Thursday, January 16, 2014

The Boy in the Striped Pajamas - Read 52 Books in 52 Weeks - Week 4

For the fourth week of the Read 52 Books in 52 Weeks challenge, I read The Boy in the Striped Pyjamas by John Boyne.

This book has received mixed reviews - some people on Goodreads rate it very highly (5 out of 5 stars), while others have very strong reactions against it and rate it poorly (1 or 2 out of 5 stars). However, I found  this historical fiction book that centers on Auschwitz during World War II - to be a heart-breaking story on many different levels.

The story focuses on the friendship that develops between two boys who would be unlikely to meet one another under more favorable circumstances. Bruno (from Berlin who is the nine-year old son of an SS Officer who was promoted to commandant of Auschwitz concentration camp) and Shmuel (from Poland who is a nine-year old Jewish prisoner in the concentration camp).

Bruno wants to be an explorer and when he arrives in Poland is intrigued by the "farm" outside his bedroom window as his older sister (Gretel) and he think it may be. Although he is forbidden to investigate the fence line as well as the concentration camp itself by both his mother and father, he leaves his home many times over the course of the year and walks along the high, razor-wire topped fence.

A far distance from his home, he encounters Shmuel to whom he brings food, talks, and forms a deep friendship. He is able to see beyond the religious and cultural prejudices that others he encounters have towards those in the concentration camp.

What struck me as unusual was how naive Bruno was in terms of his knowledge of his father's job and where they were living once they arrived in Poland from Berlin. he was unaware of the name of the concentration camp (referring to it throughout the story as "Out-With") and its purpose.

Because of his compassion - mixed with a bit of naivete - Bruno seeks similarities between he and Shmuel versus differences - from things as simple as a shared birthday to those more difficult - like moving from one's home against one's will. He is hopeful and contrast to Shmuel who, unfortunately, has seen first-hand a multitude of reasons to possess neither of those qualities.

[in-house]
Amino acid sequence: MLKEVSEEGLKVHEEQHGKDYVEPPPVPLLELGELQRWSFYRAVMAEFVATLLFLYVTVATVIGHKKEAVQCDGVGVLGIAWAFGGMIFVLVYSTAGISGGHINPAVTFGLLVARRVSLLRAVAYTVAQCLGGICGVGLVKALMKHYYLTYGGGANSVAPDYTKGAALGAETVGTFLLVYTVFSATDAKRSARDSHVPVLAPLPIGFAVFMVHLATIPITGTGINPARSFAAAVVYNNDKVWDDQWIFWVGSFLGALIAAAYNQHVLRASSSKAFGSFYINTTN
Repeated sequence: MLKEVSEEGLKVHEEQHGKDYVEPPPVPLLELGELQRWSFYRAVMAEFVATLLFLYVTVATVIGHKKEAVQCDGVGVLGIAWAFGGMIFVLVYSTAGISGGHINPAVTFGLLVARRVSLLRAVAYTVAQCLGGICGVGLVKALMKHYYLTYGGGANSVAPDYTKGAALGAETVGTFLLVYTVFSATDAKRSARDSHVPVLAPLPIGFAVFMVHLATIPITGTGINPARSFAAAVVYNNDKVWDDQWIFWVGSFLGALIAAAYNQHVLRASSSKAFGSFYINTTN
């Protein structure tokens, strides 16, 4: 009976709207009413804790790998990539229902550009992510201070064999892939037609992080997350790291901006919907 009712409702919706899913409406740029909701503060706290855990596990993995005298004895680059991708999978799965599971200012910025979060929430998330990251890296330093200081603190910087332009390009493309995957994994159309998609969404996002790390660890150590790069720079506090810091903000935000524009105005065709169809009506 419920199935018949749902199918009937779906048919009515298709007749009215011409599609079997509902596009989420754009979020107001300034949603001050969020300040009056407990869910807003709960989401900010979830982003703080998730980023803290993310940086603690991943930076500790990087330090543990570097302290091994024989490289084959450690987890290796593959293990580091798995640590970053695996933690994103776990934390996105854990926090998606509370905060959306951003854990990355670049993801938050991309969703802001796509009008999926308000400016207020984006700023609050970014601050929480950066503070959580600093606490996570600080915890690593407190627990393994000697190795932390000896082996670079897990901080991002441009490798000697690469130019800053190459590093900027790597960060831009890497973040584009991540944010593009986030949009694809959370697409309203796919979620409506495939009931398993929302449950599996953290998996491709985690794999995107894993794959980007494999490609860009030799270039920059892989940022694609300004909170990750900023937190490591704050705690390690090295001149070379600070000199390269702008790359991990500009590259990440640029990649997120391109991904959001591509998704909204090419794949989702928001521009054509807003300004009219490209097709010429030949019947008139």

This same innocence draws Bruno into Shmuel's world - one vastly different than he imagined - in an effort to find Shmuel's father who disappeared and couldn't be found. Having had his head shaved because he had lice, Bruno changes into a pair of striped pajamas and cap that Shmuel brought for him so he would look just like the other people at Auschwitz...except healthier. Bruno manages to crawl under a section in the fencing and both boys explore the camp together, hoping to find Shmuel's father.

Rather than getting to go home where a delicious meal would await him, Bruno has to face some uncomfortable - and frightening - feelings while there. The dramatic climax to this somber tale left me both astonished and devastated.

There are so many interesting themes in this book and between multiple characters such as truth versus deception; loyalty versus abandonment; and good versus evil. The Boy in the Striped Pajamas would be a good book to further explore not only these themes, but the concepts of loss, grief, searching, and fear - which almost every character shows at some point in the book - no matter a person's age, gender, role, religious beliefs, or job.

This is an easy book to read in terms of length and writing style (though certainly not in subject matter), and one that I finished in a morning. After reading this book and Brave New World last week, I feel like I need some lighter reading on less depressing subjects. Although I would recommend this book, it is certainly one that is a haunting story that one is left reflecting upon.

1 comment:

cleopatra said...

Thanks for this wonderful review, Ann. I have this book on my to-read list now! Although, because of the content, it sounds like you need to prepare yourself to read some heart-wrenching scenes.

After Brave New World and this novel, it sounds like you need to read a humorous book next!